In the wake of Malcolm Young's passing, Jesse Fink, author of The Youngs: The Brothers Who Built AC/DC, offers up his top 10 AC/DC songs, each seasoned with a dash of backstory.

Keep reading... Show less

Pauline Black may be called the Queen of Ska by some, but she insists she's not the only one, as Two-Tone legends the Selecter celebrate another stellar album in a career full of them.

Being commonly hailed as the "Queen" of a genre of music is no mean feat, but for Pauline Black, singer/songwriter of Two-Tone legends the Selecter and universally recognised "Queen of Ska", it is something she seems to take in her stride. "People can call you whatever they like," she tells PopMatters, "so I suppose it's better that they call you something really good!"

Keep reading... Show less

Morrison's prose is so engaging and welcoming that it's easy to miss the irreconcilable ambiguities that are set forth in her prose as ineluctable convictions.

It's a common enough gambit in science fiction. Humans come across a race of aliens that appear to be entirely alike and yet one group of said aliens subordinates the other, visiting violence upon their persons, denigrating them openly and without social or legal consequence, humiliating them at every turn. The humans inquire why certain of the aliens are subjected to such degradation when there are no discernible differences among the entire race of aliens, at least from the human point of view. The aliens then explain that the subordinated group all share some minor trait (say the left nostril is oh-so-slightly larger than the right while the "superior" group all have slightly enlarged right nostrils)—something thatm from the human vantage pointm is utterly ridiculous. This minor difference not only explains but, for the alien understanding, justifies the inequitable treatment, even the enslavement of the subordinate group. And there you have the quandary of Otherness in a nutshell.

Keep reading... Show less
3

A 1996 classic, Shawn Colvin's album of mature pop is also one of best break-up albums, comparable lyrically and musically to Joni Mitchell's Hejira and Bob Dylan's Blood on the Tracks.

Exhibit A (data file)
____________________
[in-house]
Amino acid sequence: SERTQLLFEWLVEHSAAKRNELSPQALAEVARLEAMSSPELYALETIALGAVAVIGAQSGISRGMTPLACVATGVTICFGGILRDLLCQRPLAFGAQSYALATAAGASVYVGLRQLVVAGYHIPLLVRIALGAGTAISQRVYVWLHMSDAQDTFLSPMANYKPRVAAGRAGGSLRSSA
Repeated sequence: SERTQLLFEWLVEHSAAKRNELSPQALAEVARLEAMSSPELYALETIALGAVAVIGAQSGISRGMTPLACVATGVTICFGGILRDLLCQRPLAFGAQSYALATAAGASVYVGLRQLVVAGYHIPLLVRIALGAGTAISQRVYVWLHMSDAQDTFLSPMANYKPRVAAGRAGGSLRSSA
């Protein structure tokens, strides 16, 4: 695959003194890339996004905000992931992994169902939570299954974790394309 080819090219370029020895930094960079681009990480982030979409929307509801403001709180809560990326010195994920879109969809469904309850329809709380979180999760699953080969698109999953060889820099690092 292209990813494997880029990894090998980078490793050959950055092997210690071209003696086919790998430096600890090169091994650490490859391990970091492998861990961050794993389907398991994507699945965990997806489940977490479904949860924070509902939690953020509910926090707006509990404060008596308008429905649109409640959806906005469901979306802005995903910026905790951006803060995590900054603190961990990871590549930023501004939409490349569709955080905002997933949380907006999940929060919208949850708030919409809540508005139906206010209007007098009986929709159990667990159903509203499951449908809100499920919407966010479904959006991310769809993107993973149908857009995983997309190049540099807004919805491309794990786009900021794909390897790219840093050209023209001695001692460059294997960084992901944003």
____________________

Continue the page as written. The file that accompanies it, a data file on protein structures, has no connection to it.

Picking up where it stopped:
When pop-folksinger Shawn Colvin released A Few Small Repairs in 1996, the music world was ripe for an album of sharp, catchy songs by a female singer-songwriter. Lilith Fair, the tour for women in the music, would gross $16 million in 1997. Colvin would be a main stage artist in all three years of the tour, playing alongside Liz Phair, Suzanne Vega, Sheryl Crow, Sarah McLachlan, Meshell Ndegeocello, Joan Osborne, Lisa Loeb, Erykah Badu, and many others. Strong female artists were not only making great music (when were they not?) but also having bold success. Alanis Morissette's Jagged Little Pill preceded Colvin's fourth recording by just 16 months.

Keep reading... Show less
9

Frank Miller locates our tragedy and warps it into his own brutal beauty.

In terms of continuity, the so-called promotion of this entry as Miller's “third" in the series is deceptively cryptic. Miller's mid-'80s limited series The Dark Knight Returns (or DKR) is a “Top 5 All-Time" graphic novel, if not easily “Top 3". His intertextual and metatextual themes resonated then as they do now, a reason this source material was “go to" for Christopher Nolan when he resurrected the franchise for Warner Bros. in the mid-00s. The sheer iconicity of DKR posits a seminal work in the artist's canon, which shares company with the likes of Sin City, 300, and an influential run on Daredevil, to name a few.

Keep reading... Show less
8
Pop Ten
Mixed Media
PM Picks

© 1999-2017 Popmatters.com. All rights reserved.
Popmatters is wholly independently owned and operated.

rating-image